Racial events that reveal the larger forces of racism in society are common and obvious in the sociospatial realm we term the backstage, especially in situations where whites interact with white friends and relatives. Backstage settings, where interactions typically take place among whites only, involve an array of complex interactions and performances. There we observe all dimensions of racial events– indications of who is allowed and not allowed in the backstage, what racialized performances are tolerated or expected there, the sociospatial character of contexts, the impact of conventional racial framing, and the pervasive influence of the larger society. Here we go beyond the content of “what” happened to numerous other dimensions. Although we deem it important to provide descriptions of events, our goal is also to access how and where these interactions transpire, as well as various underlying features.
The discipline of Sociology has generated great contributions to scholarship and research about American race relations. Much of the theorizing on American race relations in America is expressed in binary terms of black and white. Historically, the study of American race relations typically problematizes the “othered” status, that is, the non-white status in America’s racial hierarchy. However, the sociology of race relations has historically failed to take into account both sides of the black/white binary paradigm when addressing racial inequality.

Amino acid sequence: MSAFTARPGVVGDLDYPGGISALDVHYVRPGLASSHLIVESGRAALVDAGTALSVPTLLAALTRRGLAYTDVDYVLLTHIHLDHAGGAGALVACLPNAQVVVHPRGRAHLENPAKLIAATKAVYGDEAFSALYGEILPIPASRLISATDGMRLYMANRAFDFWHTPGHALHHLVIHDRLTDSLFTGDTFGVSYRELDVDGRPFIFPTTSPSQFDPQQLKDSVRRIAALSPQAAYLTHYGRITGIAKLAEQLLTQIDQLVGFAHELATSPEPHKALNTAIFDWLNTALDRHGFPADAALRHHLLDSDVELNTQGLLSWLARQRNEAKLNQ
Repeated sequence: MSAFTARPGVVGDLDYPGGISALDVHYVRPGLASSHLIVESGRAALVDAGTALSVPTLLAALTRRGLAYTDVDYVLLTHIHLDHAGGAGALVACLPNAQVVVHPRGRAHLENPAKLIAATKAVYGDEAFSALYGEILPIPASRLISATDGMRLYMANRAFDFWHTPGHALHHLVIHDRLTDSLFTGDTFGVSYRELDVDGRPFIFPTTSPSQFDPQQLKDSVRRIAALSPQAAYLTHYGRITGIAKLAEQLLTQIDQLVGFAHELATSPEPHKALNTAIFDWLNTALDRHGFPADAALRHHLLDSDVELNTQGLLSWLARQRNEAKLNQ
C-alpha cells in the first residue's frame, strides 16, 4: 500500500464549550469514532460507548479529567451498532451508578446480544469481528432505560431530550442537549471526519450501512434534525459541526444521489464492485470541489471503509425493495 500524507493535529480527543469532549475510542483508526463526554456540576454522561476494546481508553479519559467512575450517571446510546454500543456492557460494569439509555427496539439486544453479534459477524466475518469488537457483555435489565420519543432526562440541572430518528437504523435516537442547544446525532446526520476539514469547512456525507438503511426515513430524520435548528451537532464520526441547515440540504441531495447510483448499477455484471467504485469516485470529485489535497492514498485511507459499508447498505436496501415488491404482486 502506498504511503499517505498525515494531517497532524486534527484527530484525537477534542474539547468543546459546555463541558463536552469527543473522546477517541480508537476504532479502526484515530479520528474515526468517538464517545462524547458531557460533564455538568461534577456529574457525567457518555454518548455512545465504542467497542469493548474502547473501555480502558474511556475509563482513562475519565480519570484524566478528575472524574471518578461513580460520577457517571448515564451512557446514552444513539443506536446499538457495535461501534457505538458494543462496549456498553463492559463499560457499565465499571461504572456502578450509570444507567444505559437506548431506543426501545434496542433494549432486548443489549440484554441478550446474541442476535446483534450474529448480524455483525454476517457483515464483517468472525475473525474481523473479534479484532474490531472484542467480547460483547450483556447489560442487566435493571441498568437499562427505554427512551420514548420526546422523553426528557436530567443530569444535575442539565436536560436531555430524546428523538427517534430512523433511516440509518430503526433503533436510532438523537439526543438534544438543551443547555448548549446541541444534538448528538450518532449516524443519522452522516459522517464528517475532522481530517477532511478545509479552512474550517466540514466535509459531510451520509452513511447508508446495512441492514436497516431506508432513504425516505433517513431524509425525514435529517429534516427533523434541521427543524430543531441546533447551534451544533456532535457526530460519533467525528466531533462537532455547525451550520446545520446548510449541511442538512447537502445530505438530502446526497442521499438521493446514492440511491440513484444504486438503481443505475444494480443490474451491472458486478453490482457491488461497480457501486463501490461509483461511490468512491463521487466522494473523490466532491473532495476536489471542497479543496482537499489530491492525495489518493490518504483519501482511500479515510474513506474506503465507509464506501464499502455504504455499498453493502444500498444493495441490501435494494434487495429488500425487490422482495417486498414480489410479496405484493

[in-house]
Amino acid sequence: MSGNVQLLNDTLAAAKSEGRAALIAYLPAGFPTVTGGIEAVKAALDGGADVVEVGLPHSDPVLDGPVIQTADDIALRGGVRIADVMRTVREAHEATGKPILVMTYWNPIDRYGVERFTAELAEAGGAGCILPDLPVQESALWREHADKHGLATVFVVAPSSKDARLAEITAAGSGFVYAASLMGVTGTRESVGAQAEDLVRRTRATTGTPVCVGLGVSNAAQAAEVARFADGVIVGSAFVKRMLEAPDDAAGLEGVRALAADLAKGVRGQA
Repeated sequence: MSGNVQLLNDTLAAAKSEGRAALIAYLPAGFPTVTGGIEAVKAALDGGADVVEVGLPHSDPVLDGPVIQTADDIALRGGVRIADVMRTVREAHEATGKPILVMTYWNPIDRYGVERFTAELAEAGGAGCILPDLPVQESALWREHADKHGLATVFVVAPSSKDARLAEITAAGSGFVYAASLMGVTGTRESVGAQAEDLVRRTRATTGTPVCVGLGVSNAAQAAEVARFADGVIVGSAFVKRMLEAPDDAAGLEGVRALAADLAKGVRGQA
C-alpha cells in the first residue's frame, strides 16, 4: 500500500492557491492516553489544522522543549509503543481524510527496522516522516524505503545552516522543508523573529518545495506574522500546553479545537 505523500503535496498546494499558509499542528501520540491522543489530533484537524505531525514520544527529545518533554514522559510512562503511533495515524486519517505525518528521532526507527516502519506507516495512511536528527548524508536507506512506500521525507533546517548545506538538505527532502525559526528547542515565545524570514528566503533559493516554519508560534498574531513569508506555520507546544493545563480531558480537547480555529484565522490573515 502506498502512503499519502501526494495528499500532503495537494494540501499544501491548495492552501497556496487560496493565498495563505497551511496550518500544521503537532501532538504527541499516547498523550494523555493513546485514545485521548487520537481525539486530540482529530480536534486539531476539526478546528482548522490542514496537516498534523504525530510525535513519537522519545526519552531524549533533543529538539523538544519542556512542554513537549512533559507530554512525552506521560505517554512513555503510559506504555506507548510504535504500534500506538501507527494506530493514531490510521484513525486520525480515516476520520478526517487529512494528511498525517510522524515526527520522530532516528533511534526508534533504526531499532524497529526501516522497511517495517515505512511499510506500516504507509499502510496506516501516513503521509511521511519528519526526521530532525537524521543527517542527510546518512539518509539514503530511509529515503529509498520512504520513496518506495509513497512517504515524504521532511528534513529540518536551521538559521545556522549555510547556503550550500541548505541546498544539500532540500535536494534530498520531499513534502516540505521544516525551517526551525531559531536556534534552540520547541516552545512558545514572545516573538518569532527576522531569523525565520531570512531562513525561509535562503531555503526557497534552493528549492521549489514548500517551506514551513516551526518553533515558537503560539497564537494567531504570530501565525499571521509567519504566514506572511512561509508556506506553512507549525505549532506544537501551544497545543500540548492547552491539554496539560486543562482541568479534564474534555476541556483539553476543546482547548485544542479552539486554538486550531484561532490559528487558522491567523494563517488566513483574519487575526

In other words, in the case of race, it becomes difficult to see the forest for the trees. Thus, in Sociology, we find less scholarship about the role “whiteness as the norm” plays in sustaining social privilege beyond that which is accorded marginalize others. In order to examine the historical black/white binary
paradigm of race in America, it is important to understand its structuration. This article extends the applicability of sociologies of knowledge (Thomas Theorem, social constructionism) and Gidden’s structuration theory to inform a postmodern analysis of America’s binary racial paradigm.
Within the broader framework of a research programme on the
reproduction of racism in discourse and communication, the present
article examines the prominent role of the denial of racism, especially
among the elites, in much contemporary text and talk about ethnic rela-
tions. After a conceptual analysis of denial strategies in interpersonal
impression formation on the one hand, and within the social-political
context of minority and immigration management on the other, various
types of denial are examined in everyday conversations, press reports and
parliamentary debates. Among these forms of denial are disclaimers,
mitigation, euphemism, excuses, blaming the victim, reversal and other
moves of defence, face-keeping and positive self-presentation in negative
discourse about minorities, immigrants and (other) anti-racists
In his Tanner Lectures, “The State and the Shaping of Identity,” Kwame
Anthony Appiah defends a version of liberalism that would give the state a substantial role in deliberately sustaining, reshaping, and even creating the social identities of its citizens-our identities as African American, women, Hispanic, gay, Jewish, and the like.’ He calls this role “soul-making,” which is “the political project of intervening in the process of interpretation through which each citizen develops an identity with the aim of increasing her chances of living an ethically successful life.”